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The Impossible Prison

Impossible Prison exhibition, installation view, (2008). Photo by Andy Keate

The Impossible Prison

Impossible Prison exhibition, installation view, (2008). Photo by Andy Keate

The Impossible Prison

Impossible Prison exhibition, installation view, (2008). Photo by Andy Keate

The Impossible Prison

Tatiana Trouve ‘Untitled’ (2007). Photo by Andy Keate

Art - Exhibitions

The Impossible Prison

Sixteen international artists become “inmates” in The Impossible Prison

31 Oct 2008 - 14 Dec 2008

Vito Acconci, Shaina Anand, Atelier Van Lieshout, Angela Bulloch, Chris Evans, Harun Farocki, Dan Graham, Group d’Information sur les Prisons, Mona Hatoum, Thomas Hirschhorn, Evan Holloway, Ashley Hunt, Elie Kagan, Multiplicity, Bruce Nauman, Tatiana Trouvé, Artur Zmijewski Sixteen international artists become “inmates” in The Impossible Prison, an exhibition in an atmospheric abandoned police station. Inspired by Discipline and Punish, the extraordinarily influential book by the philosopher Michel Foucault, the exhibition explores power, control and surveillance, increasingly a part of all our lives.

The police station, which closed following the 1984 Miners Strike, is part of the Galleries of Justice, Nottingham’s national crime museum. Built into the cliff that runs through the city, it houses Her Majesty’s Prison Service collection. With five subterranean floors of cells, courts and dungeons that date from 1375, it is a literal archaeology of punishment that echoes Foucault’s own historical and “archaeological” approach.

The Impossible Prison is the final instalment of Histories of the Present, Nottingham Contemporary’s year-long programme of exhibitions and events in historical sites in and around our home city before moving into our new building in 2009. Foucault has been an underlying inspiration. With The Impossible Prison his influence becomes explicit.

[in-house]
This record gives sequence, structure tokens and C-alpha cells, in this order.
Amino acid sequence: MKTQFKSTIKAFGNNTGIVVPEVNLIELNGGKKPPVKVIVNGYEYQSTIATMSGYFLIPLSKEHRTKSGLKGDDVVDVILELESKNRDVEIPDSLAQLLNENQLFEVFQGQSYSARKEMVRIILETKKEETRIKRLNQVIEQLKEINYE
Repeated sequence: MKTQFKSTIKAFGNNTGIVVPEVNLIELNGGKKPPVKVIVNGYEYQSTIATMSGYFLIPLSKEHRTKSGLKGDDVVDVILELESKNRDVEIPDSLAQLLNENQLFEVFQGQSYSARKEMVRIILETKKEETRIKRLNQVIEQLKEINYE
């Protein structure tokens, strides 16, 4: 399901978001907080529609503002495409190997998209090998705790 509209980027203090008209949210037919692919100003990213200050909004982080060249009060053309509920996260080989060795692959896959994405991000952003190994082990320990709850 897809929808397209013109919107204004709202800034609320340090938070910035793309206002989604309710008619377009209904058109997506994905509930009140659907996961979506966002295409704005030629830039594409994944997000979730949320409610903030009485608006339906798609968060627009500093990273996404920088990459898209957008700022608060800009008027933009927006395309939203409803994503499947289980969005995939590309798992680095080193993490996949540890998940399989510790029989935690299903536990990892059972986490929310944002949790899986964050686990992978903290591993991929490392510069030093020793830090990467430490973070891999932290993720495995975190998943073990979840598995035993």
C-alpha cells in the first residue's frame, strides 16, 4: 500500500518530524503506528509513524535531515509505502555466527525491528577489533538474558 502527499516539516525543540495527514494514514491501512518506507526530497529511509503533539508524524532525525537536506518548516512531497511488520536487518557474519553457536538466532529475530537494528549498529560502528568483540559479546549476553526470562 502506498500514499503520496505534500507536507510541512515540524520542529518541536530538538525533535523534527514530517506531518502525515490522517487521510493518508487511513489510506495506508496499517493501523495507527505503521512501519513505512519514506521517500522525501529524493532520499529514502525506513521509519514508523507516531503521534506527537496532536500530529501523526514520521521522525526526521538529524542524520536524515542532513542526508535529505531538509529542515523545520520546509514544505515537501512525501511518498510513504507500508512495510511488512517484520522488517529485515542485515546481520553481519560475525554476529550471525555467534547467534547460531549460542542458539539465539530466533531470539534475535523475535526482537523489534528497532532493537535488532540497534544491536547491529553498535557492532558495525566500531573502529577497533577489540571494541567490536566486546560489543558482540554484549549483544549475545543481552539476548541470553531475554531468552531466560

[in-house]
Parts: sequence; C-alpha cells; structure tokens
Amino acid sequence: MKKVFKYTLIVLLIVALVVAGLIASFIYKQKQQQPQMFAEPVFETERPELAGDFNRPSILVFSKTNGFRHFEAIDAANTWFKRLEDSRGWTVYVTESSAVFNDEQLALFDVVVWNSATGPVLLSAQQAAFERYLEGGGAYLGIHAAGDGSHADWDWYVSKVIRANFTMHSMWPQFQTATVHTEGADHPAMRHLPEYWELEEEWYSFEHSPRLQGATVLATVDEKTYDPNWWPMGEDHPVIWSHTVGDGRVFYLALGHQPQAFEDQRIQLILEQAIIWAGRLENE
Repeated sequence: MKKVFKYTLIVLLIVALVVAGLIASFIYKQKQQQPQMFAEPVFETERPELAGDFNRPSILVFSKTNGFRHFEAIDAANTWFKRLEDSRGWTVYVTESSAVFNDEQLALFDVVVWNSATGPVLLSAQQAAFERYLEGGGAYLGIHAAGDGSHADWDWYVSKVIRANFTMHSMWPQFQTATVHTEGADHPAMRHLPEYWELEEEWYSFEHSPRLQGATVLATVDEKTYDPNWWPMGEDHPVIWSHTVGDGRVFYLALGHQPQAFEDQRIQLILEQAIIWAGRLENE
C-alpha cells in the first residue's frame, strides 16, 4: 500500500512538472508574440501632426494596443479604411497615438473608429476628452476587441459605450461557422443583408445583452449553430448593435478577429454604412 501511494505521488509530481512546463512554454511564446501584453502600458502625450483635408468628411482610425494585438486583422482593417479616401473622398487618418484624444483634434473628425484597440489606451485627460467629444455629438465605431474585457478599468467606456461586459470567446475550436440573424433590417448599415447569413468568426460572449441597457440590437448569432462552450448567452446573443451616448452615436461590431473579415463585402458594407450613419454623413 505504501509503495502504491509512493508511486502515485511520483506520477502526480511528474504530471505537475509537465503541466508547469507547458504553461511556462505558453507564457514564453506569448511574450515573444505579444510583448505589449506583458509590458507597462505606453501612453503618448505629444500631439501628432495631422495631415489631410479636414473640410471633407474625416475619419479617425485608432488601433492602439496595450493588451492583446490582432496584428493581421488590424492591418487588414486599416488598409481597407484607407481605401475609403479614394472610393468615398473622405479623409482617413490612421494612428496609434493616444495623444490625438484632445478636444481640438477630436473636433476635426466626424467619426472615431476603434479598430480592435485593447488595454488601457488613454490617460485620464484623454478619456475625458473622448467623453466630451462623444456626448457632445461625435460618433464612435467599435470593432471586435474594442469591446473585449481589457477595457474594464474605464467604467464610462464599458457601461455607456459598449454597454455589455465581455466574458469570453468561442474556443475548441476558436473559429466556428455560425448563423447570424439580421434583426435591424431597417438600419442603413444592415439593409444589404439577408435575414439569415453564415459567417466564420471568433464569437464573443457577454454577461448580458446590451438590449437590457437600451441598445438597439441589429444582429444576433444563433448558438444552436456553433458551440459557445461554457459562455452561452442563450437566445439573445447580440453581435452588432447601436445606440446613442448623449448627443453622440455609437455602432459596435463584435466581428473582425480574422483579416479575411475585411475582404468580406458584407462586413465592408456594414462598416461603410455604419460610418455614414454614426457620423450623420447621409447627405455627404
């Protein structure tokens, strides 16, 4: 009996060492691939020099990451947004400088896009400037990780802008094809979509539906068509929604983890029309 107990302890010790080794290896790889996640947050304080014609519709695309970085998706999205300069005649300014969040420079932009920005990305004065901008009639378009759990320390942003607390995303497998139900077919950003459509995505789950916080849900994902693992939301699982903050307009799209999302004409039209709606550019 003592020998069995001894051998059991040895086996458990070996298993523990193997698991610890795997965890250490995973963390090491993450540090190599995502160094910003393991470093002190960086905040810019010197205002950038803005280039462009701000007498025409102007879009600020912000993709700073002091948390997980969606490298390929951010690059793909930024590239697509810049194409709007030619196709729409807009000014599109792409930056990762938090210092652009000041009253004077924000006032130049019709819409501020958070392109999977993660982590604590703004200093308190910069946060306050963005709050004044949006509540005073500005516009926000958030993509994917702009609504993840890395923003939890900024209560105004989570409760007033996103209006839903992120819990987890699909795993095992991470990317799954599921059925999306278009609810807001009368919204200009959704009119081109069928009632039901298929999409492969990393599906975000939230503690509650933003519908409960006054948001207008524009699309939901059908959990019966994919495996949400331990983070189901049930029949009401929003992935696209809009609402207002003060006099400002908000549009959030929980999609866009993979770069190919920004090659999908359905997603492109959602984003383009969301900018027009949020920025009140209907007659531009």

Some artists specifically address prison itself (Hunt, Farocki, Zmijewski). In addition three legendary figures of Conceptual art in the late 1960s and 1970s (Acconci, Graham, Nauman) explore the relationship of the camera to the body.

Foucault, in a communiqué on behalf of Group d’Information sur les Prisons wrote “prison these days begins long before the prison gates”. He closes Discipline and Punish (1975) with a vision of a society where bodies were forcibly redistributed and minds were moulded. Resistance was minimised and productivity maximised through new surveillance techniques.

The Impossible Prison evokes the contemporary ‘carceral’, as Foucault called it, on both micro- and geopolitical scales - from the ‘architecture of occupation’ in the West Bank and Gaza Strip (Multiplicity; Weizman), to the ubiquitous CCTV cameras on our city streets (Anand); from the exercise of disciplinary techniques in the modern office (Hatchuel and Starkey), to the privatization and expansion of America’s ‘prison industrial complex’ (Hunt) whose population has reached a staggering two million. The range of concerns reflects artists who come from or live in Palestine, Mumbai, Paris, New York, Los Angeles, Beirut, Brussels, Rotterdam, Berlin, Warsaw and Milan.

The themes were developed in a cross-disciplinary programme of lectures and workshops by Ashley Hunt, Lisa LeFeuvre, David Macey (The Lives of Michel Foucault), Jonathan Rée, Ken Starkey (Foucault, Management and Organisation Theory), Eyal Weizman (A Civilian Occupation: The Politics of Israeli Architecture), and Erwin James (A Life Inside: A Prisoner’s Notebook). A Reader brings together texts by Foucault, Deleuze, Macey, Hirschhorn, Farocki, LeFeuvre, Daniel Defert and Alessandro Petti.

For a copy of The Impossible prison: A Foucault Reader, published by Nottingham Contemporary to coincide with the exhibition email: info@nottinghamcontemporary.org with your name and address.

A series of talks and seminars were organised to explore the ideas and issues raised in the exhibition.

Curated by Alex Farquharson, Director of Nottingham Contemporary

Venue: The Police Station, Galleries of Justice, Nottingham

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